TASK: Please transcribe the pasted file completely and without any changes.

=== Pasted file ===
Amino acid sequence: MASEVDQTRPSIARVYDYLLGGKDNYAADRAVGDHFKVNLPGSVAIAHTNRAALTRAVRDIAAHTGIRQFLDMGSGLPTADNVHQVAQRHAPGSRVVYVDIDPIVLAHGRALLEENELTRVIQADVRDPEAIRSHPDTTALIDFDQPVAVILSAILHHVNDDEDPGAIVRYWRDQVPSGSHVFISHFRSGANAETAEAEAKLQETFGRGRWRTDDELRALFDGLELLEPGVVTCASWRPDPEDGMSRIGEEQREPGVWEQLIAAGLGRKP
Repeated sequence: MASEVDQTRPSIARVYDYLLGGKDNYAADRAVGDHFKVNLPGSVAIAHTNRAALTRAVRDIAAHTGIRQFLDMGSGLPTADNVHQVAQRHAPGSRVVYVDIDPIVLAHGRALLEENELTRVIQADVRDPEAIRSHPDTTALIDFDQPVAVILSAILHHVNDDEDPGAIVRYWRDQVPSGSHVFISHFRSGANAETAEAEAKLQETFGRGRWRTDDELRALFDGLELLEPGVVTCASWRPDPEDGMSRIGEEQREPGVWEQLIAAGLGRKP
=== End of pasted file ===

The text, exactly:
Amino acid sequence: MASEVDQTRPSIARVYDYLLGGKDNYAADRAVGDHFKVNLPGSVAIAHTNRAALTRAVRDIAAHTGIRQFLDMGSGLPTADNVHQVAQRHAPGSRVVYVDIDPIVLAHGRALLEENELTRVIQADVRDPEAIRSHPDTTALIDFDQPVAVILSAILHHVNDDEDPGAIVRYWRDQVPSGSHVFISHFRSGANAETAEAEAKLQETFGRGRWRTDDELRALFDGLELLEPGVVTCASWRPDPEDGMSRIGEEQREPGVWEQLIAAGLGRKP
Repeated sequence: MASEVDQTRPSIARVYDYLLGGKDNYAADRAVGDHFKVNLPGSVAIAHTNRAALTRAVRDIAAHTGIRQFLDMGSGLPTADNVHQVAQRHAPGSRVVYVDIDPIVLAHGRALLEENELTRVIQADVRDPEAIRSHPDTTALIDFDQPVAVILSAILHHVNDDEDPGAIVRYWRDQVPSGSHVFISHFRSGANAETAEAEAKLQETFGRGRWRTDDELRALFDGLELLEPGVVTCASWRPDPEDGMSRIGEEQREPGVWEQLIAAGLGRKP